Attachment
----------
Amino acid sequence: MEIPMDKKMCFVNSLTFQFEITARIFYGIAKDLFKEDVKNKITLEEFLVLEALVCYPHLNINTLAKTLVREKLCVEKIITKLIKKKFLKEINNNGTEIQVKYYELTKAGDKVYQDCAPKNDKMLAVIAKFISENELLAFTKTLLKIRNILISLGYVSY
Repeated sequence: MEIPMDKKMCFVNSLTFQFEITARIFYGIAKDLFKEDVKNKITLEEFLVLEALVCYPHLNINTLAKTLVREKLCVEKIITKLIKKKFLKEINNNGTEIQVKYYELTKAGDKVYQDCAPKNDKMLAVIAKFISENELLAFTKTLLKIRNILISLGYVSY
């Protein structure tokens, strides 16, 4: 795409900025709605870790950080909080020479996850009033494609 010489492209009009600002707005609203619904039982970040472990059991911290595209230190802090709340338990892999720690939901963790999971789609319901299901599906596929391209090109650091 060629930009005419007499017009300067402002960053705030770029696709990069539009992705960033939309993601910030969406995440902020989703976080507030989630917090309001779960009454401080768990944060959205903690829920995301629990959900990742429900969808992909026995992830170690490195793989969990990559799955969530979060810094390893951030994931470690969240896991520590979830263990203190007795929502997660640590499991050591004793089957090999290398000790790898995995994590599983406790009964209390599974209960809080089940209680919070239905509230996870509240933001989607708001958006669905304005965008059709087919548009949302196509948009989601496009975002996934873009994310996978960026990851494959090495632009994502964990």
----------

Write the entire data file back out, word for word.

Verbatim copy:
Amino acid sequence: MEIPMDKKMCFVNSLTFQFEITARIFYGIAKDLFKEDVKNKITLEEFLVLEALVCYPHLNINTLAKTLVREKLCVEKIITKLIKKKFLKEINNNGTEIQVKYYELTKAGDKVYQDCAPKNDKMLAVIAKFISENELLAFTKTLLKIRNILISLGYVSY
Repeated sequence: MEIPMDKKMCFVNSLTFQFEITARIFYGIAKDLFKEDVKNKITLEEFLVLEALVCYPHLNINTLAKTLVREKLCVEKIITKLIKKKFLKEINNNGTEIQVKYYELTKAGDKVYQDCAPKNDKMLAVIAKFISENELLAFTKTLLKIRNILISLGYVSY
């Protein structure tokens, strides 16, 4: 795409900025709605870790950080909080020479996850009033494609 010489492209009009600002707005609203619904039982970040472990059991911290595209230190802090709340338990892999720690939901963790999971789609319901299901599906596929391209090109650091 060629930009005419007499017009300067402002960053705030770029696709990069539009992705960033939309993601910030969406995440902020989703976080507030989630917090309001779960009454401080768990944060959205903690829920995301629990959900990742429900969808992909026995992830170690490195793989969990990559799955969530979060810094390893951030994931470690969240896991520590979830263990203190007795929502997660640590499991050591004793089957090999290398000790790898995995994590599983406790009964209390599974209960809080089940209680919070239905509230996870509240933001989607708001958006669905304005965008059709087919548009949302196509948009989601496009975002996934873009994310996978960026990851494959090495632009994502964990």